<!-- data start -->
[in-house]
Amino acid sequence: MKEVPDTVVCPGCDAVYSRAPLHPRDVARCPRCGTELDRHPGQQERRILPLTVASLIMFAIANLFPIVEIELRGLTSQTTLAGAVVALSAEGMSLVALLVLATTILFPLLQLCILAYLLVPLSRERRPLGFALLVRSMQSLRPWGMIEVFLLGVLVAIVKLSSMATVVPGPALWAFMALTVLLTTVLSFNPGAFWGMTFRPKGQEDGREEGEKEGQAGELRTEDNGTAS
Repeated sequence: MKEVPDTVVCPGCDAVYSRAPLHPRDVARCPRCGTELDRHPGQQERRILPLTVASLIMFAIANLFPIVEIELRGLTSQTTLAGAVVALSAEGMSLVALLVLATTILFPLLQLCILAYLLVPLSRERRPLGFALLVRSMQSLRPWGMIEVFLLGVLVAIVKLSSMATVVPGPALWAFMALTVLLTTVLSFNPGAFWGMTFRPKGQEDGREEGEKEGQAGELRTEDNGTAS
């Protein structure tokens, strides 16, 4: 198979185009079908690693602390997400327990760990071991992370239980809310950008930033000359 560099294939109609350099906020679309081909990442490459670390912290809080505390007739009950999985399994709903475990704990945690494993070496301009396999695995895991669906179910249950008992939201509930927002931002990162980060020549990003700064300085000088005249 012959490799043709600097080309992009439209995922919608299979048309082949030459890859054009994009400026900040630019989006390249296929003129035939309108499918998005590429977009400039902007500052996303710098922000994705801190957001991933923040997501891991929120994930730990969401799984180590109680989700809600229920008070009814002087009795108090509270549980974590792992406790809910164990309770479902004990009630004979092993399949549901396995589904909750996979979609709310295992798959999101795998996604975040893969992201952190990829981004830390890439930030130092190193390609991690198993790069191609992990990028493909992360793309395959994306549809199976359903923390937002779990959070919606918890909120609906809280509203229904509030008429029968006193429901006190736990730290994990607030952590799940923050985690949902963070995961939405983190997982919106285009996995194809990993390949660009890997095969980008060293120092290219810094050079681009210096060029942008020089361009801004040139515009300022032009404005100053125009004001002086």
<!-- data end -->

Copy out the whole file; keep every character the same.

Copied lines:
[in-house]
Amino acid sequence: MKEVPDTVVCPGCDAVYSRAPLHPRDVARCPRCGTELDRHPGQQERRILPLTVASLIMFAIANLFPIVEIELRGLTSQTTLAGAVVALSAEGMSLVALLVLATTILFPLLQLCILAYLLVPLSRERRPLGFALLVRSMQSLRPWGMIEVFLLGVLVAIVKLSSMATVVPGPALWAFMALTVLLTTVLSFNPGAFWGMTFRPKGQEDGREEGEKEGQAGELRTEDNGTAS
Repeated sequence: MKEVPDTVVCPGCDAVYSRAPLHPRDVARCPRCGTELDRHPGQQERRILPLTVASLIMFAIANLFPIVEIELRGLTSQTTLAGAVVALSAEGMSLVALLVLATTILFPLLQLCILAYLLVPLSRERRPLGFALLVRSMQSLRPWGMIEVFLLGVLVAIVKLSSMATVVPGPALWAFMALTVLLTTVLSFNPGAFWGMTFRPKGQEDGREEGEKEGQAGELRTEDNGTAS
């Protein structure tokens, strides 16, 4: 198979185009079908690693602390997400327990760990071991992370239980809310950008930033000359 560099294939109609350099906020679309081909990442490459670390912290809080505390007739009950999985399994709903475990704990945690494993070496301009396999695995895991669906179910249950008992939201509930927002931002990162980060020549990003700064300085000088005249 012959490799043709600097080309992009439209995922919608299979048309082949030459890859054009994009400026900040630019989006390249296929003129035939309108499918998005590429977009400039902007500052996303710098922000994705801190957001991933923040997501891991929120994930730990969401799984180590109680989700809600229920008070009814002087009795108090509270549980974590792992406790809910164990309770479902004990009630004979092993399949549901396995589904909750996979979609709310295992798959999101795998996604975040893969992201952190990829981004830390890439930030130092190193390609991690198993790069191609992990990028493909992360793309395959994306549809199976359903923390937002779990959070919606918890909120609906809280509203229904509030008429029968006193429901006190736990730290994990607030952590799940923050985690949902963070995961939405983190997982919106285009996995194809990993390949660009890997095969980008060293120092290219810094050079681009210096060029942008020089361009801004040139515009300022032009404005100053125009004001002086």